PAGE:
Crowdfunding for projects and companies is nothing new. In the online arena, however, it is quite young. In 1997, fans of the UK rock group Marillion ran the first recognized internet crowdfunding campaign, raising $60,000 to underwrite the band’s tour of the US. In the years since, other artists have also reached out to their fan bases and successfully invited supporters to finance their recordings and/or tours.
Now, the wider business momentum toward crowdfunding is accelerating intensely and is attracting significant attention because the model disrupts the (finance) supply chain and distribution mechanism our Fortune 1000 companies have built and so vehemently protected for a century.
Imagine 200,000 Red Cross blood donors being able to pay $100 each towards the development of the newest leukemia medication? That’s $20 million of funding sourced by the crowd.
Can you hear the vested interests – “No, that’s not possible. Won’t happen. Humbug!”
Really? Get your head out of the sand. In 2012, we saw Pebble Watches raise $10,266,846 from 68,929 people in less than 30 days. Co-Founder Eric Migicovsky walked into Ming Restaurant in Palo Alto during the The Soho Loft conference in May 2012 hosted by Roger Royse Law firm. As Eric walked into the restaurant with some suits that day (he was wearing flip flops and shorts), the venue was so packed that one step in any direction would hit something or someone.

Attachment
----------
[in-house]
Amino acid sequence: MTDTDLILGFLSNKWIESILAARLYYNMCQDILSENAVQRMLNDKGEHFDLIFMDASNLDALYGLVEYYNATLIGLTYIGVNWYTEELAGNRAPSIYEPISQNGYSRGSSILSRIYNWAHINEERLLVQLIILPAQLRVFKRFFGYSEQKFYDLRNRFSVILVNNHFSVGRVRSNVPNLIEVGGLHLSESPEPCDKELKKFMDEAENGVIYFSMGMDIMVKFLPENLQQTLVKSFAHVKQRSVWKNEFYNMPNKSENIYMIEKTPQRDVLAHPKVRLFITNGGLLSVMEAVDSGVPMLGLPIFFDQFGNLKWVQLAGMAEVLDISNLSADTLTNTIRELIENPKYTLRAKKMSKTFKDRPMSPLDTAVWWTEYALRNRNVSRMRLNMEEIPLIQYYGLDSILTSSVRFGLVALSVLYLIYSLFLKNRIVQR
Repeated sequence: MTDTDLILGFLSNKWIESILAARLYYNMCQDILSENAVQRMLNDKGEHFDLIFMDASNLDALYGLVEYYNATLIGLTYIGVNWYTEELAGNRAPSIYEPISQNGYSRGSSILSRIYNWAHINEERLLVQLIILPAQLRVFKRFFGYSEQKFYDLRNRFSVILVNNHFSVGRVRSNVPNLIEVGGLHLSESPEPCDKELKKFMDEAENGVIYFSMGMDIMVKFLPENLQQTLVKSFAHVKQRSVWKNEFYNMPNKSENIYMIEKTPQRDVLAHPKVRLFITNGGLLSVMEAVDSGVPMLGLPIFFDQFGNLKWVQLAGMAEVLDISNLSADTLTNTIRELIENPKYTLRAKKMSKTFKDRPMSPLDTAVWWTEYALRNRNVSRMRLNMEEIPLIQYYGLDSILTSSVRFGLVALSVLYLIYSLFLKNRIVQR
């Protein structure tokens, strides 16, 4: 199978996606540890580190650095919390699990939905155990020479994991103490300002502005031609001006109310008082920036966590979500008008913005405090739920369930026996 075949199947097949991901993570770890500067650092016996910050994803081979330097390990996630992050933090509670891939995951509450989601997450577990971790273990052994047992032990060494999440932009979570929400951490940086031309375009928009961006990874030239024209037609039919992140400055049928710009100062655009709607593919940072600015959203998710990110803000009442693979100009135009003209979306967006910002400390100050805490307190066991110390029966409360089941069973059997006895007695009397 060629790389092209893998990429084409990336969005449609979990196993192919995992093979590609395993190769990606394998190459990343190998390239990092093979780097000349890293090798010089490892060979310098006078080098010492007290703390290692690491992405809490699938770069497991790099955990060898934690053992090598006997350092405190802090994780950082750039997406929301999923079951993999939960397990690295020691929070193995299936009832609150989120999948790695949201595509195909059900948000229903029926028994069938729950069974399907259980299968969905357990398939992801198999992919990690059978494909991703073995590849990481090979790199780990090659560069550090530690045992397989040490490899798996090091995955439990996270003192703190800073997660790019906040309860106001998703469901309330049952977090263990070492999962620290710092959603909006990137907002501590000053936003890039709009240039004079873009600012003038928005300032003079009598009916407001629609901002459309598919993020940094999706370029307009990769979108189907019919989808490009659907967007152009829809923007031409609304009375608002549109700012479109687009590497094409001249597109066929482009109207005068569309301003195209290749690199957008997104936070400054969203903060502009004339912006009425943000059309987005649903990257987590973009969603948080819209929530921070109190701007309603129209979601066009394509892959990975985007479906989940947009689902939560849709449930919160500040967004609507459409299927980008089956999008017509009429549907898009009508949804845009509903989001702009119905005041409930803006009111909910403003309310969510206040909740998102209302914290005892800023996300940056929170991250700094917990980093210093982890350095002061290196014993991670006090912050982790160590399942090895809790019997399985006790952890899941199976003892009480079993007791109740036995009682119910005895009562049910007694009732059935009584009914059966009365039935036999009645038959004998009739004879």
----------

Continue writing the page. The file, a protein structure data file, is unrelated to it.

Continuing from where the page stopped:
And as Eric finished outlining his success story to the crowd, he announced his startup was ending its finance campaign a week early. “We have raised enough capital…,” he said, as he talked about the need to move to a focus on operations. The speech marked a historic moment as Pebble Watches’ campaign had tripled the previous world record for finance raised from crowdfunding – Double Fine’s $3.3 million.
These are Venture Capital and even private equity capital size amounts raised. Democratization for VC and private equity investors can potentially be created with this (crowdfunding) disruptive capital access. This may prove to be the 21st century’s paradigm shift and supersede Fred Wilson’s $300 Billion market cap mentioned in Forbes magazine. The total may be closer to $1 trillion.
Scott Purcell, President of crowd funding platform Arctic Island, concurs. “Crowdfunding, and the changes to private placement regulations by the JOBS Act, will completely transform capital formation for small businesses. 2013 is going to herald an unprecedented era of job growth in this country, as Crowdfunding and the JOBS Act enable small businesses to get the capital they need to grow, capital that’s historically been denied to them by Wall Street and banks who focus only on the largest businesses and ignore the hard working people who are the real job creators.”
The potential impact of crowd funding is profound. The graph below shows the private company growth cycle that typically applies to VCs and Private Equity firms. Currently relations and old boy school associates monopolize these startup opportunities for the benefit of the few. When brought into law, crowd funding for equity and investing will radically disrupt this model.
Figure 1: Traditional model of funding stages for companies.
The challenge for VCs and private equity companies is to engage with these new modes of capital raising and to identify startups with sound business plans. Bobby Blumenfeld, Executive Director of the Association for Corporate Growth(ACG)-New York Chapter, puts the opportunities in the following terms – “PE firms are just looking to invest in strong businesses that can grow…they have the right to choose which companies to finance. The act just unlocks new sources of capital within the system.”